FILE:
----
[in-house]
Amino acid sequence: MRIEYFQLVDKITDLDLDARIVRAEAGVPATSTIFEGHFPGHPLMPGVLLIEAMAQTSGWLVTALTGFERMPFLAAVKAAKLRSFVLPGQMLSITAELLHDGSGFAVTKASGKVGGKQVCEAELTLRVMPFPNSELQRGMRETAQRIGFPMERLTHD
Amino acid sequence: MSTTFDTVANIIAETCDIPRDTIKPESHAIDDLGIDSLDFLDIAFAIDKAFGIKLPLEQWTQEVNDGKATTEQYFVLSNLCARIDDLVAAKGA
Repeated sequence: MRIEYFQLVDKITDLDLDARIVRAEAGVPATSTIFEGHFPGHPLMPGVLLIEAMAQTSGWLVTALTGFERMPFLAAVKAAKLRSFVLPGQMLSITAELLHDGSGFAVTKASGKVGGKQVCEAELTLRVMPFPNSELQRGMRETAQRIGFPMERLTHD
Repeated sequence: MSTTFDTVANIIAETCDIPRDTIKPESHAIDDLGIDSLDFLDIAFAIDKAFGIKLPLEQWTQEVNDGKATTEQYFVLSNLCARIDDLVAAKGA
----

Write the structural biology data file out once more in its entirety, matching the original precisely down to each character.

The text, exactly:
[in-house]
Amino acid sequence: MRIEYFQLVDKITDLDLDARIVRAEAGVPATSTIFEGHFPGHPLMPGVLLIEAMAQTSGWLVTALTGFERMPFLAAVKAAKLRSFVLPGQMLSITAELLHDGSGFAVTKASGKVGGKQVCEAELTLRVMPFPNSELQRGMRETAQRIGFPMERLTHD
Amino acid sequence: MSTTFDTVANIIAETCDIPRDTIKPESHAIDDLGIDSLDFLDIAFAIDKAFGIKLPLEQWTQEVNDGKATTEQYFVLSNLCARIDDLVAAKGA
Repeated sequence: MRIEYFQLVDKITDLDLDARIVRAEAGVPATSTIFEGHFPGHPLMPGVLLIEAMAQTSGWLVTALTGFERMPFLAAVKAAKLRSFVLPGQMLSITAELLHDGSGFAVTKASGKVGGKQVCEAELTLRVMPFPNSELQRGMRETAQRIGFPMERLTHD
Repeated sequence: MSTTFDTVANIIAETCDIPRDTIKPESHAIDDLGIDSLDFLDIAFAIDKAFGIKLPLEQWTQEVNDGKATTEQYFVLSNLCARIDDLVAAKGA